TRIPOLI - Libyan leader Muammar Gaddafi warned the Western powers mounting air strikes on his country they had unleashed a war between Christians and Muslims that could spiral out of control.
Western states intervened in Libya after the United Nations authorized them to protect civilians it said were under attack by pro-Gaddafi forces, but Tripoli says the military intervention in an act of unwarranted aggression.RELATED:Libyan foreign minister quits gov't, arrives in BritainUAE and Qatar pack an Arab punch in Libya operation
"If they continue, the world will enter into a real crusader war. They have started something dangerous that cannot be controlled and it will become out of their control," said a text from Gaddafi, read out on state television.
"The leaders who decided to launch a crusader war between Christians and
Muslims across the Mediterranean and who ... killed... huge numbers of
civilians in Libya, they have been made crazy by power and they want to
impose the law of strength on the strength of the law," it said.
"They have also destroyed the shared interests of their people and the
Libyan people and undermined peace and wiped out civilians and they want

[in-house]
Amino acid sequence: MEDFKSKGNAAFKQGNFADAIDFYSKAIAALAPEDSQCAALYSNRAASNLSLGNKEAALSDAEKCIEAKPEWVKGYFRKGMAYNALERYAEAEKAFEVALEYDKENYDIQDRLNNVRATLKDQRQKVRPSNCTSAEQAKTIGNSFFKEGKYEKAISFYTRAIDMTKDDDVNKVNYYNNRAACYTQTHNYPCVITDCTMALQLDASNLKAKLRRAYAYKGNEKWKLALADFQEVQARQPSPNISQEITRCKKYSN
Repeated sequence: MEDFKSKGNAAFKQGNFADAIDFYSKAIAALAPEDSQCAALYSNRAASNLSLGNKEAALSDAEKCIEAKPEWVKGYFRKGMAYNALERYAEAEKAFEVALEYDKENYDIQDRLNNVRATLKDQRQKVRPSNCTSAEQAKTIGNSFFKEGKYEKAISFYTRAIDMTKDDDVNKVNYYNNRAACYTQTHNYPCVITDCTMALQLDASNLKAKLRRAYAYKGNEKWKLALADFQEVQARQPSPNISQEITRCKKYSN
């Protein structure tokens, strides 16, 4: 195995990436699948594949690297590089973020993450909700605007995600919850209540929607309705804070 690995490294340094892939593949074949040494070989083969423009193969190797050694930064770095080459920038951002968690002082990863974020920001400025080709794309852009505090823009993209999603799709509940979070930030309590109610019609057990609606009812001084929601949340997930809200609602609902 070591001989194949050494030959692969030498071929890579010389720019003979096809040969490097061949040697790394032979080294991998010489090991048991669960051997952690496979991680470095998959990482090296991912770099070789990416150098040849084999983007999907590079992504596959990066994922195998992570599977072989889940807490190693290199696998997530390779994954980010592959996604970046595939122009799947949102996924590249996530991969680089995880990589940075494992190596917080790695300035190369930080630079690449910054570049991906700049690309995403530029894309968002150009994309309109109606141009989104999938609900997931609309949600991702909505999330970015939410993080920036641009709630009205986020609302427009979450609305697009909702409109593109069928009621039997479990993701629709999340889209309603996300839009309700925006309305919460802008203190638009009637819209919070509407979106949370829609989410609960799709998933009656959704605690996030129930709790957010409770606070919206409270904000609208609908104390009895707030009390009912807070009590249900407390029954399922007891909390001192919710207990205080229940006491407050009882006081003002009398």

to return us to the Middle Ages," Gaddafi was quoted as saying.
Gaddafi gave regular televised speeches in the first days of the
conflict but he has not been seen in public for several days. Officials
say he has been forced to change his routine after an air strike hit the
heavily-guarded compound in Tripoli where he has his main residence.
US Defense Secretary Robert Gates said Thursday
that the western coalition's mission is not to remove Gaddafi but that
he will likely be removed from power by his own people over time.
US Joint Chiefs of Staff Admiral Mike Mullen joined Gates in addressing
the US Congress, saying that Gaddafi's military capabilities were
diminished but he was not close to a military breaking point.
The UK government on Thursday reported that about 1,000 people are
believed to have been killed in clashes between supporters and opponents
of Gaddafi thus far.